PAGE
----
Labs will be graded by the TA or instructor. For some labs, the scoring will be based on running your code. In these cases, we will publish a grading sheet before each assignment is due, listing the tests we will run and how many points each test is worth. For other labs, the scoring will be based on a report you write. For these labs, the assignment will indicate how the report will be scored.
Grading for exams will be on a scale of 0 to 10 for each problem, with a final score based on the total possible points. A score of 10 indicates your answer is completely correct (A), and a score of 5 indicates your answer is entirely wrong but you made a reasonable effort (E). Grades in between indicate very good (9), good (8), adequate (7), and poor (6). Failure to make a reasonable effort to answer a question scores a 0.
Your final grade will be computed by weighting all scores as follows:
Labs: 70% Exams: 30%
Labs are due on the day and time indicated. Late work will receive a 10% penalty for the first week, with no late work accepted after then. If you have a medical or serious personal issue, please see the instructor to make arrangements. You may always turn in partial work if you are not finished and you will be graded on what you have accomplished. No work can be turned in after the university's last day of instruction.
Most assignments for this class must be done individually. You are encouraged to discuss solving the labs and any programming problems you encounter generally, but you must write your own code and should not view any other student's code. When producing written work, your writing must be your own thoughts. Your use of sources (ideas, quotations, paraphrases) must be properly acknowledged and documented.
Group work is permitted only where specified clearly in the assignment. Group work is meant to be done jointly with a team of two students. Students in a group should work on problems and programs together, and each student should perform a roughly equal amount of work. When you turn in group work, turn in a single copy, with each group member signing his or her name. By signing your name, you are attesting that you have invested an equal amount of time in the assignment.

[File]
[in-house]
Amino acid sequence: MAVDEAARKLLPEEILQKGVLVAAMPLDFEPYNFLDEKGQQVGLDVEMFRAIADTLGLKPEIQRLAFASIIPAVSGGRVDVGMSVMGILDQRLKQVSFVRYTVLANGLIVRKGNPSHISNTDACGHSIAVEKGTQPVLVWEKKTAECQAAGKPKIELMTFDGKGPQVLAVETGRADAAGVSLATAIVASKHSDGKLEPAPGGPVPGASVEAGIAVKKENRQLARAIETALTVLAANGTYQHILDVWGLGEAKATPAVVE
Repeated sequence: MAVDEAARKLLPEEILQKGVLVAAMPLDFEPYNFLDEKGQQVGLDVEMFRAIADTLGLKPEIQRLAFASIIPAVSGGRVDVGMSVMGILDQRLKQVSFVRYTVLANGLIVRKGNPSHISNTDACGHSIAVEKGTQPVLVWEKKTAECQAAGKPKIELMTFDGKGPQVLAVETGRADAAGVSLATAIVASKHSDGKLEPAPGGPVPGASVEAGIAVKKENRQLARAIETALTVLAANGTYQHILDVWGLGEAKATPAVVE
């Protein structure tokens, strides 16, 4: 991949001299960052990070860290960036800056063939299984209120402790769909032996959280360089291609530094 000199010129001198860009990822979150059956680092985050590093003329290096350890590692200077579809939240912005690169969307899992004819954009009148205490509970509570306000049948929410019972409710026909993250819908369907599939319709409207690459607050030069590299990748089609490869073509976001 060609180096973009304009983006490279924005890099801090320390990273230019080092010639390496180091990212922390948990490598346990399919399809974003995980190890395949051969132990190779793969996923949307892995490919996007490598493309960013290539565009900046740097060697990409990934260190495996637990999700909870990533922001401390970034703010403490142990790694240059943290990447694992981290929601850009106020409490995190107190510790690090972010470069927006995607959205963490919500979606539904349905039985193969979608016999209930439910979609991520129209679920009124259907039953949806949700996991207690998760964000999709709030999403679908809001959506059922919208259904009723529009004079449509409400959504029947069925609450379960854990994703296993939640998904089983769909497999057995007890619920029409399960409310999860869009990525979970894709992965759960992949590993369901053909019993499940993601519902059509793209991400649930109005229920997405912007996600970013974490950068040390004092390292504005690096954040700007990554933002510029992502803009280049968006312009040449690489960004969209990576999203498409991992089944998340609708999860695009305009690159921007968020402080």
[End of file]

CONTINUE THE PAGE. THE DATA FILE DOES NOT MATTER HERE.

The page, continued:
Honor Code Standards
In keeping with the principles of the BYU Honor Code, students are expected to be honest in all of their academic work. Academic honesty means, most fundamentally, that any work you present as your own must in fact be your own work and not that of another. Violations of this principle may result in a failing grade in the course and additional disciplinary action by the university.
Policy on Harassment
Harassment of any kind is inappropriate at BYU. Specifically, BYU's policy against sexual harassment extends not only to employees of the university but to students as well. If you encounter sexual harassment, gender-based discrimination, or other inappropriate behavior, please talk to your professor, contact the Equal Employment Office at 422-5895 or 367-5689, or contact the Honor Code Office at 422-2847.
Students with Disabilities
BYU is committed to providing reasonable accommodation to qualified persons with disabilities. If you have any disability that may adversely affect your success in this course, please contact the University Accessibility Center at 422-2767. Services deemed appropriate will be coordinated with the student and instructor by that office.